230
(23) × 10 = 230
1017
 460
(23) × 20 = 460
557
 460
(23) × 20 = 460
97
 46
(23) × 2 = 46
51
 46
(23) × 2 = 46
5
Division in Base Five first.
24Five ) 1430Five
240Five 10Five × 24Five = 240Five
1140Five
240Five 10Five × 24Five = 240Five
400Five
240Five 10Five × 24Five = 240Five
110Five
 24Five 1Five × 24Five = 24Five
31Five
 24Five 1Five × 24Five = 24Five
2Five
Therefore quotient = 10Five + 10Five + 10Five + 1Five + 1Five = 32Five
Remainder = 2Five
Division in Base Five first.(example 2)
42Five ) 24232Five
 4200Five 100Five × 42Five = 4200Five
20032Five
 4200Five 100Five × 42Five = 4200Five
10332Five
 4200Five 100Five × 42Five = 4200Five
1132Five
 420Five 10Five × 42Five = 420Five
212Five
 42Five 1Five × 42Five = 42Five
120Five
Therefore quotient = 100Five + 100Five + 100Five + 10Five + 1Five +1Five = 312Five
Remainder = 23Five
There are many advantages of using scaffolding:
1. It's fun and it makes sense.
2. It develops estimation skills.
3. Students are engaged in mental arithmetic – they are thinking throughout the process, not just following an algorithm.
4. Students develop number sense.
5. The more number sense that students possess, the more efficient the process.
6. There are many correct ways to arrive at a solution.
7. There are fewer opportunities for error than with long division.
8. Students who practice scaffolding are better able to divide mentally.
Intermediate algorithm first.
This algorithm uses appropriate rounding to make estimation easier.
Question: What is the quotient and remainder of 5667 ÷ 37?
100
37 5667
3700
Think: How many times can 37 go into 5600?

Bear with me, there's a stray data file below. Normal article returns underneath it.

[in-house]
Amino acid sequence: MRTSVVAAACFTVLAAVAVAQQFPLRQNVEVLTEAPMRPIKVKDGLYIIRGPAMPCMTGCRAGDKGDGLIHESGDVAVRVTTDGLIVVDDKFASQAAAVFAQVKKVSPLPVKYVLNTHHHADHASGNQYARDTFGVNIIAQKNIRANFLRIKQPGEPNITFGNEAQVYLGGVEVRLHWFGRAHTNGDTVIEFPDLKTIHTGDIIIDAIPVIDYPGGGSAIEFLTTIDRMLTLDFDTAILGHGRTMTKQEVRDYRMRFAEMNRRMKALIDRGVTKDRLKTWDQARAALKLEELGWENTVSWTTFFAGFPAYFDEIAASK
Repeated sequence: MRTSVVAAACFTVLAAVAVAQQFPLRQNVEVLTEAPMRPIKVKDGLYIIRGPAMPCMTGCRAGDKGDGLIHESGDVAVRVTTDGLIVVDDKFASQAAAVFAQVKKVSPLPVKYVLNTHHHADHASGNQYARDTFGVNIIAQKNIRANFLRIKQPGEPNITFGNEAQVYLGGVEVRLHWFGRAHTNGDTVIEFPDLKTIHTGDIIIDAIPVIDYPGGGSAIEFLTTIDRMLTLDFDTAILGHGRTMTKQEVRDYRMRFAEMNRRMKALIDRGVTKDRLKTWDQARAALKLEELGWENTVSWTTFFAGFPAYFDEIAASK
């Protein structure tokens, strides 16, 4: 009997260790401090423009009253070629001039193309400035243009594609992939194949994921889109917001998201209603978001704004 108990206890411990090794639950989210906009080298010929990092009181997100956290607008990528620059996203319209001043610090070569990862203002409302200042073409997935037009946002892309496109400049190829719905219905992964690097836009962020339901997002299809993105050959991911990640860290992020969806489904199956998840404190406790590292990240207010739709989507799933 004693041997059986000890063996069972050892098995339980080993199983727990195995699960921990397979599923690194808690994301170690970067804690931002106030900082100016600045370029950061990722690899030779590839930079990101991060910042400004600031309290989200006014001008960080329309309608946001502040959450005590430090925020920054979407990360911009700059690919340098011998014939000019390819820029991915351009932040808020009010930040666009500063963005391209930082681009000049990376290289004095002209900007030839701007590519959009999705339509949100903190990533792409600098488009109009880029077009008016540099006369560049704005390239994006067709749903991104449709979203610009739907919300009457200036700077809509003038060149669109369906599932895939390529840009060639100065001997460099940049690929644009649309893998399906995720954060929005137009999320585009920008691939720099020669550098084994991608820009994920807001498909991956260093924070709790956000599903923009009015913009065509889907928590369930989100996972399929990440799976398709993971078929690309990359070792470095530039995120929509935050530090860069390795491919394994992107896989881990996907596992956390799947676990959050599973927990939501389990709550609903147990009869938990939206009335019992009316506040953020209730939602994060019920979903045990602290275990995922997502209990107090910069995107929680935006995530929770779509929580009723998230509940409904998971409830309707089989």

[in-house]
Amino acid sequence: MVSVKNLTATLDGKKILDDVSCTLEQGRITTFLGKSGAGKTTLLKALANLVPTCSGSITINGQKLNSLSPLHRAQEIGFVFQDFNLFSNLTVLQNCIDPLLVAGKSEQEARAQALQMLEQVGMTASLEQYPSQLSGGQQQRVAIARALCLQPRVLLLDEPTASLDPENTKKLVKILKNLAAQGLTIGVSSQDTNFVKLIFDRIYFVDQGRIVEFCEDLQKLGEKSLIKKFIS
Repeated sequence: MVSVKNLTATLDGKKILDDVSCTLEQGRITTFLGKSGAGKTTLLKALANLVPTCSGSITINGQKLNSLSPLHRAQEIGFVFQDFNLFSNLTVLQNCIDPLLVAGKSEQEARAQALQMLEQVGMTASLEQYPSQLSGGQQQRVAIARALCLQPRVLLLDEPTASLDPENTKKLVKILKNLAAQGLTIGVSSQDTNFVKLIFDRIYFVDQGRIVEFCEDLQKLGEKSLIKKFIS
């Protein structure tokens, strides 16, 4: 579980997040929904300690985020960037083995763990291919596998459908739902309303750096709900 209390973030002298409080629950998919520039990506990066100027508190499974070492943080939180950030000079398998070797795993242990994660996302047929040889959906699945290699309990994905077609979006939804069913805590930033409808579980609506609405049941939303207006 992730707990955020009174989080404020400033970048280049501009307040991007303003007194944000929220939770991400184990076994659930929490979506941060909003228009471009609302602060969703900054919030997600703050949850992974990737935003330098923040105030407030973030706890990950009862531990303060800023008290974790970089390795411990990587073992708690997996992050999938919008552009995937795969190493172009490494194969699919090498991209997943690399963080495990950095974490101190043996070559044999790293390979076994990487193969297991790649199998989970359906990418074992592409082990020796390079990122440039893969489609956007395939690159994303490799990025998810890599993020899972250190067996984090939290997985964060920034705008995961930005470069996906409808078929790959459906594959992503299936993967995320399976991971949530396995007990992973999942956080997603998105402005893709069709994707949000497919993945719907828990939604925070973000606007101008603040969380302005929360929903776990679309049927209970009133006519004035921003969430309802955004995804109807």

Answer: 100.
We then put 100 on top of 667 and then put 3700 under 5667. (click)
The next step is to subtract. (click)
Intermediate algorithm first.
Question: What is the quotient and remainder of 5667 ÷ 37?
100
37 5667
3700
–
1967
Think: How many times can 37 go into 5600?
Answer: 100.
Intermediate algorithm first.
Question: What is the quotient and remainder of 5667 ÷ 37?
40
100
37 5667
3700
–
1967
Think: How many times can 37 go into 1967?
1480
Answer: Here we should estimate. How many times can 40 go into 1900? It should be 40.
We then put 40 on top of 100 and then multiply 37×40 = 1480. (click)
Intermediate algorithm first.
Question: What is the quotient and remainder of 5667 ÷ 37?
12
40
100
37 5667
3700
–
1967
Think: How many times can 37 go into 487?
1480
–
Answer: Here we should estimate. How many times can 40 go into 480? It should be 12.
487
444
We then put 12 on top of 40 and then multiply 37×12 = 444. (click)
Intermediate algorithm first.
1
12
40
100
37 5667
3700
–
1967
Think: How many times can 37 go into 43?
1480
–
Answer: 1
487
444
–
43
37
–
6
The final answer is then 100 + 40 + 12 + 1 = 153, with remainder 6.
Standard algorithm first.
Question: What is the quotient and remainder of 5667 ÷ 37?
Think: How many times can 37 go into 5?
37 5667
Answer: none.
We then move the purple rectangle one position to the right. (click)
Standard algorithm first.
Question: What is the quotient and remainder of 5667 ÷ 37?
1
37 5667
37
Think: How many times can 37 go into 56?
Answer: 1.
We then put 1 on top of 6 and then put 37 under 56. (click)
The next step is to subtract. (click)
Standard algorithm first.
Question: What is the quotient and remainder of 5667 ÷ 37?
1
37 5667
37
1
9
Think: How many times can 37 go into 56?
Answer: 1.
Now we move the purple rectangle one more step to the right. (click)
Standard algorithm first.
Question: What is the quotient and remainder of 5667 ÷ 37?
1
37 5667
37
19
Now we move the purple rectangle one more step to the right. (click)
Standard algorithm first.
Question: What is the quotient and remainder of 5667 ÷ 37?
1
37 5667
6
37
Think: How many times can 37 go into 196?
19
Answer: 5
Bring down the 6.
We then put a 5 on top and mentally calculate 37×5 = 185
Standard algorithm first.
Question: What is the quotient and remainder of 5667 ÷ 37?
1
5
37 5667
37
Think: How many times can 37 go into 196?
19
6

185
Answer: 5
11
We then put a 5 on top and mentally calculate 37×5 = 185
Standard algorithm first.
Question: What is the quotient and remainder of 5667 ÷ 37?
1
5
3
37 5667
7
37
Think: How many times can 37 go into 117?
19
6

185
11
Answer: 3
 111
6
We then put a 3 next to the 5 in the quotient, and subtract 3 × 37 (= 111).
The final answer is 153 with remainder 6.